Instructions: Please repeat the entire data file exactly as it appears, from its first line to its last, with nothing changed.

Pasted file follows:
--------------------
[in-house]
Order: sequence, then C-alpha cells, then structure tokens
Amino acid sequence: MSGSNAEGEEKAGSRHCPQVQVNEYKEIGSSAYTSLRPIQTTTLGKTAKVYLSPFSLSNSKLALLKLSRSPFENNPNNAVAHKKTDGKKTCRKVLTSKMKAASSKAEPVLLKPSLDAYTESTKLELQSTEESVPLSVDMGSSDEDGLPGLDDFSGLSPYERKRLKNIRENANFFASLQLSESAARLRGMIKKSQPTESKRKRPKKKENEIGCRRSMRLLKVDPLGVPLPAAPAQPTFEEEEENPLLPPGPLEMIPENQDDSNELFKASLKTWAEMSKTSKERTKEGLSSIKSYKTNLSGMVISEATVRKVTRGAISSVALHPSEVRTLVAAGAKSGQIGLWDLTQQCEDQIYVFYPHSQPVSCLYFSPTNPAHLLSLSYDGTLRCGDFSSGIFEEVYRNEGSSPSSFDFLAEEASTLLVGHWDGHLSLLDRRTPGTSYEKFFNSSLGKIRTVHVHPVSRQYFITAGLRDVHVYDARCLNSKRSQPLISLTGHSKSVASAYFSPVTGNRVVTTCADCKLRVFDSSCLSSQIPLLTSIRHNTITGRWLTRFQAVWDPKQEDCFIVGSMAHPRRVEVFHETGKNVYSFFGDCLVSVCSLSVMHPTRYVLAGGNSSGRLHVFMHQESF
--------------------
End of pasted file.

[in-house]
Order: sequence, then C-alpha cells, then structure tokens
Amino acid sequence: MSGSNAEGEEKAGSRHCPQVQVNEYKEIGSSAYTSLRPIQTTTLGKTAKVYLSPFSLSNSKLALLKLSRSPFENNPNNAVAHKKTDGKKTCRKVLTSKMKAASSKAEPVLLKPSLDAYTESTKLELQSTEESVPLSVDMGSSDEDGLPGLDDFSGLSPYERKRLKNIRENANFFASLQLSESAARLRGMIKKSQPTESKRKRPKKKENEIGCRRSMRLLKVDPLGVPLPAAPAQPTFEEEEENPLLPPGPLEMIPENQDDSNELFKASLKTWAEMSKTSKERTKEGLSSIKSYKTNLSGMVISEATVRKVTRGAISSVALHPSEVRTLVAAGAKSGQIGLWDLTQQCEDQIYVFYPHSQPVSCLYFSPTNPAHLLSLSYDGTLRCGDFSSGIFEEVYRNEGSSPSSFDFLAEEASTLLVGHWDGHLSLLDRRTPGTSYEKFFNSSLGKIRTVHVHPVSRQYFITAGLRDVHVYDARCLNSKRSQPLISLTGHSKSVASAYFSPVTGNRVVTTCADCKLRVFDSSCLSSQIPLLTSIRHNTITGRWLTRFQAVWDPKQEDCFIVGSMAHPRRVEVFHETGKNVYSFFGDCLVSVCSLSVMHPTRYVLAGGNSSGRLHVFMHQESF